WASHINGTON — An IRS plan to test drive a new electronic free-file tax return system next year has got supporters and critics of the idea mobilizing to sway the public and Congress over whether the government should set up a permanent program to help people file their taxes without needing to pay somebody else to figure out what they owe.
On one side, civil society groups this week launched a coalition to promote the move toward a government-run free-file program. On the other, tax preparation firms like Intuit — the parent company of TurboTax — and H&R Block have been pouring millions into trying to stop the idea cold.
The advocacy groups are exponentially out-monied.
An April AP analysis found that overall, Intuit, H&R Block, and other private companies and advocacy groups for large tax preparation businesses, as well as proponents in favor of electronic free file, have reported spending $39.3 million since 2006 to lobby on “free-file” and other matters. Federal law doesn’t require domestic lobbyists to itemize expenses by specific issue, so the sums are not limited to free-file.
Intuit spent at least $25.6 million since 2006 on lobbying, H&R Block about $9.6 million and the conservative Americans for Tax Reform roughly $3 million.
In contrast, the NAACP has spent $140,000 lobbying on “free-file” since 2006 and Public Citizen has spent $110,000 in the same time frame.
“What we have on our side is public opinion,” said Igor Volsky, executive director of the liberal Groundwork Action advocacy group.
Volsky’s organization and leaders from Public Citizen, the Center for the Study of Social Policy, Code for America, the Economic Security Project and others launched the “Coalition for Free and Fair Filing” on Wednesday. The group’s mission is to “ensure all U.S. taxpayers can easily file tax returns and get the tax credits they deserve by safeguarding and expanding” the new IRS program.
“The overwhelming majority of people demand a free-file option,” Volsky said. “Now the question for us is how do you channel that into effective political pressure.”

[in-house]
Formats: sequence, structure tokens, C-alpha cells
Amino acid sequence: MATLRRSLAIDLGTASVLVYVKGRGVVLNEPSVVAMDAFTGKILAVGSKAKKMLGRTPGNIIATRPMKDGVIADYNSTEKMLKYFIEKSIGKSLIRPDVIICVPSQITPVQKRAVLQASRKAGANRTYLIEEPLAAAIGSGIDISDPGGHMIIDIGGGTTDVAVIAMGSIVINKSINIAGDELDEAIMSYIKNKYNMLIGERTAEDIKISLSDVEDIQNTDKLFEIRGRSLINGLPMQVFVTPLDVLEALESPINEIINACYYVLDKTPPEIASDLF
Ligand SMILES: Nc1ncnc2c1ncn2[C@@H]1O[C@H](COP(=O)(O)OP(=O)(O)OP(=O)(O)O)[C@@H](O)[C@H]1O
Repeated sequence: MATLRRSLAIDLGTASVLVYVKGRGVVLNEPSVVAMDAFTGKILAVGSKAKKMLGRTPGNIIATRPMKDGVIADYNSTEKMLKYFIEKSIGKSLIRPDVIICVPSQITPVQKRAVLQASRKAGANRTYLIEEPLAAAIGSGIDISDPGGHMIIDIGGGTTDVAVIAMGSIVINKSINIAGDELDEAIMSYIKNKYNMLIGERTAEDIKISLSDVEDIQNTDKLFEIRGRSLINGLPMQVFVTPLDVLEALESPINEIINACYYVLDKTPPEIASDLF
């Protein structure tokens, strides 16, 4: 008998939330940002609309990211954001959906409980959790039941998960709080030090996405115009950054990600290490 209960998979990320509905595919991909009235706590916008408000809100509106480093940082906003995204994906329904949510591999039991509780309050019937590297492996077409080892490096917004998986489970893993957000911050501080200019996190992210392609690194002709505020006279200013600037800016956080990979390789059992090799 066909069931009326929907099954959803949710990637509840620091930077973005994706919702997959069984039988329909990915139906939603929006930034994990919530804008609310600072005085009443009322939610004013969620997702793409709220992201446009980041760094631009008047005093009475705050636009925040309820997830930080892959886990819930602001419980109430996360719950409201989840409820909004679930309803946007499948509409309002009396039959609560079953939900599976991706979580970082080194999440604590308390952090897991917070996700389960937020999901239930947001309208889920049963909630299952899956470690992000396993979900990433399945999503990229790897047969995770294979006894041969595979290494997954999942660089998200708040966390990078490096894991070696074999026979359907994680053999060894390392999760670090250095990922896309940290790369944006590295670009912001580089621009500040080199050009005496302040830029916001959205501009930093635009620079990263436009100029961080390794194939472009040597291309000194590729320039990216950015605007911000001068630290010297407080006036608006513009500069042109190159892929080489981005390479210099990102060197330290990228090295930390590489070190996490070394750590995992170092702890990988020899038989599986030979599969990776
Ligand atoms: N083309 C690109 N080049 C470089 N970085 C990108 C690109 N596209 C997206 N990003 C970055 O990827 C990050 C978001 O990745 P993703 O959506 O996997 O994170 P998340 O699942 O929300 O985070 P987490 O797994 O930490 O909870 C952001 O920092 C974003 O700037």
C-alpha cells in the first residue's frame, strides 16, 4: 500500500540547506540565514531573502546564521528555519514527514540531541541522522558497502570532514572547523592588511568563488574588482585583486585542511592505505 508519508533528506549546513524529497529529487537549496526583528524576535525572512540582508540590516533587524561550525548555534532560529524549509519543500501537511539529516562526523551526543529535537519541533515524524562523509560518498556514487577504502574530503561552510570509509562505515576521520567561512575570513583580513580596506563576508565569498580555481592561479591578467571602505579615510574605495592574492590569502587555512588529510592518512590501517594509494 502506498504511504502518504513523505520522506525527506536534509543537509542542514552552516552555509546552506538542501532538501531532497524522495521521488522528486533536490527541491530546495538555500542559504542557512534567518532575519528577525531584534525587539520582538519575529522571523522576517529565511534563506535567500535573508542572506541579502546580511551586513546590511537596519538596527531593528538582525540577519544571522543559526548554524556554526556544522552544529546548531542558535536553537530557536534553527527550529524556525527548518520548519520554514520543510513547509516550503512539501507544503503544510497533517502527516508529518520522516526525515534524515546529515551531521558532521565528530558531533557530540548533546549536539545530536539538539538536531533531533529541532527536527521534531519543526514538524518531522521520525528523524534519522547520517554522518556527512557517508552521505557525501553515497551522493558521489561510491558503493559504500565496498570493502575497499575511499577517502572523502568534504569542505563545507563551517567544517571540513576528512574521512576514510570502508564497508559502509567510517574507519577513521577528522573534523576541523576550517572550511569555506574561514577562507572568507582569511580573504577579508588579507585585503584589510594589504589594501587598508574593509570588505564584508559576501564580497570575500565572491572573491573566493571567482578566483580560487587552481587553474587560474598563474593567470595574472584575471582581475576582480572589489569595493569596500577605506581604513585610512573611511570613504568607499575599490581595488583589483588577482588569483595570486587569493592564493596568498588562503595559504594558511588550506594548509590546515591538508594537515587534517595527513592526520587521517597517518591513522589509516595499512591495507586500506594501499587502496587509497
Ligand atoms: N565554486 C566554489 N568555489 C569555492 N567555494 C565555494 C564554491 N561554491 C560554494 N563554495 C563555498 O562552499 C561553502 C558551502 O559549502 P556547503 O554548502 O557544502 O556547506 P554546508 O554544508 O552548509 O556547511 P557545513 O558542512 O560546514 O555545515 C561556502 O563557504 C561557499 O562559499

The IRS in May released a report that said most taxpayers are interested in filing their taxes directly to the IRS for free, and concurrently announced plans to launch the pilot program for the 2024 filing season. The goal is to test a direct file system that will help the IRS decide whether to move forward with a more permanent program.
That idea has faced the immediate threat of budget cuts from congressional Republicans.
Republicans on the House Appropriations Committee in June proposed a budget rider that would prohibit funds to be used for the IRS to create a government-run tax preparation software, unless approved by a group of House and Senate committees.
The move “safeguards the IRS from an obvious conflict of interest where the tax collector becomes the tax preparer,” the bill’s summary states.
A Government Accountability Report in April 2022 found that 70% of taxpayers were eligible to use an existing free-file program but just 3% actually used the service. That program consists of a public-private partnership of tax software companies that offers free services to certain taxpayers outside of the IRS website.
Additionally, anyone can prepare and mail in their taxes for free, but the tax code is so complex that almost 50% of Americans use a tax prep company. IRS officials have estimated individual taxpayers pay an average of $140 preparing their tax returns each year.
Derrick Plummer, a spokesman for Intuit, stressed the free options that already were available.
“An IRS direct-to-e-file system is redundant and will not be free – not free to build, not free to operate, and not free for taxpayers,” Plummer said, adding that it “will unnecessarily cost taxpayers billions of dollars.”
H&R Block said in a statement the direct e-file pilot “continues to be a solution in search of a problem.”
Citing the free-filing options for Americans under a certain income threshold through the existing Free File Alliance, H&R Block said, “this pilot is unnecessary and faces significant barriers to providing comprehensive tax preparation services.”
H&R Block came under fire after congressional Democrats last week released a report stating that it was one of three large tax preparation firms that sent “extraordinarily sensitive” information on tens of millions of taxpayers to Facebook parent company Meta and Google over the course of at least two years.
Susan Harley, Congress Watch managing director at Public Citizen, said “we’re outgunned as far as money being spent, but we have the moral higher ground” in supporting the free-file program over third-party tax preparers.
Nations like Germany, Japan, the U.K. and other Organization for Economic Cooperation and Development countries already offer their taxpayers some form of pre-populated tax document.
Some countries also use “tax agency reconciliation,” where taxpayers who opt to participate provide the government with basic employment status information and the tax administrator sends them a return with their calculated tax liability.
Research conducted last year by a group of Treasury, Federal Reserve and other academics shows that the IRS could pre-populate 42 to 48% of all tax returns.
The IRS has already seen cuts to its funding since the passage of the Inflation Reduction Act that President Joe Biden signed last August gave the agency $80 billion to modernize and hire more workers and move toward the free-file program.
House Republicans built a $1.4 billion reduction to the IRS into the debt ceiling and budget cuts package passed by Congress this summer. The White House said the debt deal also has a separate agreement to take $20 billion from the IRS over the next two years and divert that money to other non-defense programs.